MEXICO CITY – The United Nations’ Food and Agriculture Organization is supporting the introduction of transgenic, or genetically modified, crops in Mexico and other developing nations, the Greenpeace chapter in that country denounced.
“The only thing these types of tools do is ensure that the biotechnology industry has a monopoly on the seeds that feed the world,” Greenpeace Mexico and dozens of national and international non-governmental organizations said in a letter sent Wednesday to organizers of an FAO conference on agricultural biotechnologies in developing countries, which will be held from March 1-4 in Guadalajara, Mexico.
The missive expressed concern about the gathering and said it is regrettable that more than $900,000 will be spent on a conference “to whitewash the image” of a technology that “contaminates (native crop varieties), increases the use of pesticides and, through patents, eliminates traditional agriculture.”
Greenpeace Mexico also said that various national and international organizations will hold a parallel forum with renowned experts in the field to demonstrate the negative effects GM crops would have in Mexico.
Last October, the Mexican government – backed by domestic farm producers eager for higher yields – issued the first permits for experimental cultivation of transgenic corn “on plots isolated” from other fields, saying the measure was necessary to ensure food security.
Corn has been the staple of the Mexican diet for centuries, especially among low-income segments of the population.
The letter to the conference organizers was signed by more than than 80 Mexican and international organizations, which said they were “dismayed” over the FAO’s support for genetically modified strains of corn, describing the diversity of that crop in Mexico as “a resource of unprecedented importance for humanity.”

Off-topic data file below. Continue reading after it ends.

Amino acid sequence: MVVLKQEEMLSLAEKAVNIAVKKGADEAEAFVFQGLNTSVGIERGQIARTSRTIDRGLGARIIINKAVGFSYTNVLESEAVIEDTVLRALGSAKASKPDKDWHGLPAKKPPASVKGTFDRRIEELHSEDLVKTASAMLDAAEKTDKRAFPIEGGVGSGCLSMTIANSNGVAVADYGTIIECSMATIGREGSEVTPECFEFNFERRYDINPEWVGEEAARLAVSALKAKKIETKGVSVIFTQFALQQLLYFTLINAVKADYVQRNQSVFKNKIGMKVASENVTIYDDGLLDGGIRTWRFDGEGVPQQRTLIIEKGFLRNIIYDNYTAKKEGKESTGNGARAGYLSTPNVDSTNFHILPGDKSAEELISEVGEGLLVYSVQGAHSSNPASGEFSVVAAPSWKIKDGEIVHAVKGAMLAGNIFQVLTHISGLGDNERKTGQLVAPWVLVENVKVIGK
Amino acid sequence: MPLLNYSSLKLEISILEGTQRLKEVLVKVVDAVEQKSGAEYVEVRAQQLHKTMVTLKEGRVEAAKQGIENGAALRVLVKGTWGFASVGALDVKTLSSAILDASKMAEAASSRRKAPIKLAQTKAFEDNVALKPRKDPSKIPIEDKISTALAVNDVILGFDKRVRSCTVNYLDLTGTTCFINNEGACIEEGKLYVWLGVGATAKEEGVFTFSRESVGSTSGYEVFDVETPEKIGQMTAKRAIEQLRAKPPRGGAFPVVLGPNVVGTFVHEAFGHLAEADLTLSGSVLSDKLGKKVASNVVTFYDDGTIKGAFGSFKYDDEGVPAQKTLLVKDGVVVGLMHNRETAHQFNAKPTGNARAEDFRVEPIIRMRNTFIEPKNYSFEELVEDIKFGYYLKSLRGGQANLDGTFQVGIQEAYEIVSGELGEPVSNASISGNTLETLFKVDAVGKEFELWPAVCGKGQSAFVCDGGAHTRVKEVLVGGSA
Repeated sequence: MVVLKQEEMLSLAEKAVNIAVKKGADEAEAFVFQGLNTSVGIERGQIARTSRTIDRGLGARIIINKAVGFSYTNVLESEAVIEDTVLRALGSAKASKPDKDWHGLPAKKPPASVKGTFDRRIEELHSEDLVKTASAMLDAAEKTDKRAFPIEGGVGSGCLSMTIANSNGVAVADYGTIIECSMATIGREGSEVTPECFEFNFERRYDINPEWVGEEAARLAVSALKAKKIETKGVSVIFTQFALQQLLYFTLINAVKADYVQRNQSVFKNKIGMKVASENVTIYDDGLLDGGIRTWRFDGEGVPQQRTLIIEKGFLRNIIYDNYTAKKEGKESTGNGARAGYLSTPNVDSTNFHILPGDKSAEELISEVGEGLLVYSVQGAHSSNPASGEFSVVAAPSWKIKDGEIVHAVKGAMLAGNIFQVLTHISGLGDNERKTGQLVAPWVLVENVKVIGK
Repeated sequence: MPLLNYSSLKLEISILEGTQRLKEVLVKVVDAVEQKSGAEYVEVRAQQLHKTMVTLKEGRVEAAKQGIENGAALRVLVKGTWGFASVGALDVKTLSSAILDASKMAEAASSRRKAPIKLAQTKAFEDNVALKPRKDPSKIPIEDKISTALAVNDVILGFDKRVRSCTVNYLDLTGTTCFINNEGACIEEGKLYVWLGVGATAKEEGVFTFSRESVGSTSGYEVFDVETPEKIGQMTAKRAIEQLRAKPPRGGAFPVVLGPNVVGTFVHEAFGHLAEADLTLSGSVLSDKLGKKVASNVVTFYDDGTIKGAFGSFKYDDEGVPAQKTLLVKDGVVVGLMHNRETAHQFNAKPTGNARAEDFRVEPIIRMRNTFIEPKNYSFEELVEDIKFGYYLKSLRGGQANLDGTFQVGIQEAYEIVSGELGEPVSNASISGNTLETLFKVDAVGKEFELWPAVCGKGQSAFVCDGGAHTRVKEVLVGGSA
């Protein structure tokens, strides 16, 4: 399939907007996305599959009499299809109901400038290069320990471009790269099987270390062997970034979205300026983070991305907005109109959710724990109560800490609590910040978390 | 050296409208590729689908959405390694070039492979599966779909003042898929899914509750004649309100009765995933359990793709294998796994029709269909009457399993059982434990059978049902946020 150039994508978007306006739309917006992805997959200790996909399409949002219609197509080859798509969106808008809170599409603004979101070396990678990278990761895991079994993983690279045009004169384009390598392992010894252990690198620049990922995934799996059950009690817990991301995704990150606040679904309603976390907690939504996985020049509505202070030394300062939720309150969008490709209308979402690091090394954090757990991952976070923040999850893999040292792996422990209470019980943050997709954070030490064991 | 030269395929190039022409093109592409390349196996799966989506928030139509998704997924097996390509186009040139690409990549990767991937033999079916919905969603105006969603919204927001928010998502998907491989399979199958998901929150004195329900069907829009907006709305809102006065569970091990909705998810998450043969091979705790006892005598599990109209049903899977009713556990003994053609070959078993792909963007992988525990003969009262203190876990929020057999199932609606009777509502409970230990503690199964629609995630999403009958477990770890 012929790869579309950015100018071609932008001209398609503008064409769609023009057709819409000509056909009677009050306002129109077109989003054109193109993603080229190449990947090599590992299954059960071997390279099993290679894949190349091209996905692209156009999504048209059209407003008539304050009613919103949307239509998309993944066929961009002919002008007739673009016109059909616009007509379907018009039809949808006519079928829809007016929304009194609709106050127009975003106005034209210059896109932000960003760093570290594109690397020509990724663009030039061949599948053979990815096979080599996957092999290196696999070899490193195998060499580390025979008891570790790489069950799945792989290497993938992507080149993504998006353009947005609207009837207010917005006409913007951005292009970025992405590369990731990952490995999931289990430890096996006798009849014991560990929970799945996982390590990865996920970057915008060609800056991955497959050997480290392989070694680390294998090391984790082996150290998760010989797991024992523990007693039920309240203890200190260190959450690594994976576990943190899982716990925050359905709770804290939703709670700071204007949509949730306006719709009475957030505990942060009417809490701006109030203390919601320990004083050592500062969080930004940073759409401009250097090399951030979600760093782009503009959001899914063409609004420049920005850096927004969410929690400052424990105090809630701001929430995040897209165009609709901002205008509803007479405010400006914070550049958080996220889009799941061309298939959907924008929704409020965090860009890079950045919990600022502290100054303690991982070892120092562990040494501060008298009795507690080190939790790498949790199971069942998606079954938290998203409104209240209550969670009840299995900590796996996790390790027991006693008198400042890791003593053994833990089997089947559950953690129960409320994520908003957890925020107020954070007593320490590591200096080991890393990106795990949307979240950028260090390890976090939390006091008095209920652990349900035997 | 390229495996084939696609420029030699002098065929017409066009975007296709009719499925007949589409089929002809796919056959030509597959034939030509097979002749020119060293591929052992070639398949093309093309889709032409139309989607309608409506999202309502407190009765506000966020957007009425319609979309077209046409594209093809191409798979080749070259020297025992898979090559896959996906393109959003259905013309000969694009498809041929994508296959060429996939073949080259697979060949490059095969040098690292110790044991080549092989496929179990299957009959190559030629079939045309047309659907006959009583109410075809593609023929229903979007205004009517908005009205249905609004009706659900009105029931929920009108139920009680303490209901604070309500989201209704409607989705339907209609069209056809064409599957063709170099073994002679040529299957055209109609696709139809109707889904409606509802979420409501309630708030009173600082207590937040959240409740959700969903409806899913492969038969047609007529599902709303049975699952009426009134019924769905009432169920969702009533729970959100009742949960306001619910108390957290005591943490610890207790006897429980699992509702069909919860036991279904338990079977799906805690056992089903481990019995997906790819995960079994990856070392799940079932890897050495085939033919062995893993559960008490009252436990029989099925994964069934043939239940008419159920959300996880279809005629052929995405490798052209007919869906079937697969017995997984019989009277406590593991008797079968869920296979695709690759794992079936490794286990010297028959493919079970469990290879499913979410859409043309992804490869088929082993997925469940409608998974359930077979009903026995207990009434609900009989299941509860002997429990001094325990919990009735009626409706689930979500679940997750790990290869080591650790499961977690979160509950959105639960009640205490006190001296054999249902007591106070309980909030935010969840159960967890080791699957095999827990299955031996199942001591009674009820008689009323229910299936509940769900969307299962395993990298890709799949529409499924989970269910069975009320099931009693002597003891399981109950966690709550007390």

One of the organizations co-signing the letter was Semilla de Vida (Seed of Life), whose spokeswoman, Adelita San Vicente, told Efe that the richness of Mexican agriculture “is not compatible with the transgenic plants.”
“Irreversible transgenic contamination,” San Vicente said, “would mean the end and the death” of agricultural diversity in Mexico, considered one of the birthplaces of corn.
The country is home to 59 species and 200 adapted varieties of maize, used in ancient times by different Mesoamerican peoples and cultures such as the Olmecs and Aztecs.
According to San Vicente, the solution to the environmental crisis and hunger lies not with GM crops but with a return to smallholder farming.
The Semilla de Vida representative said “industrialized agriculture controlled by large corporations” is responsible for the imbalances that have divided the world into countries with problems of obesity and regions ravaged by hunger. EFE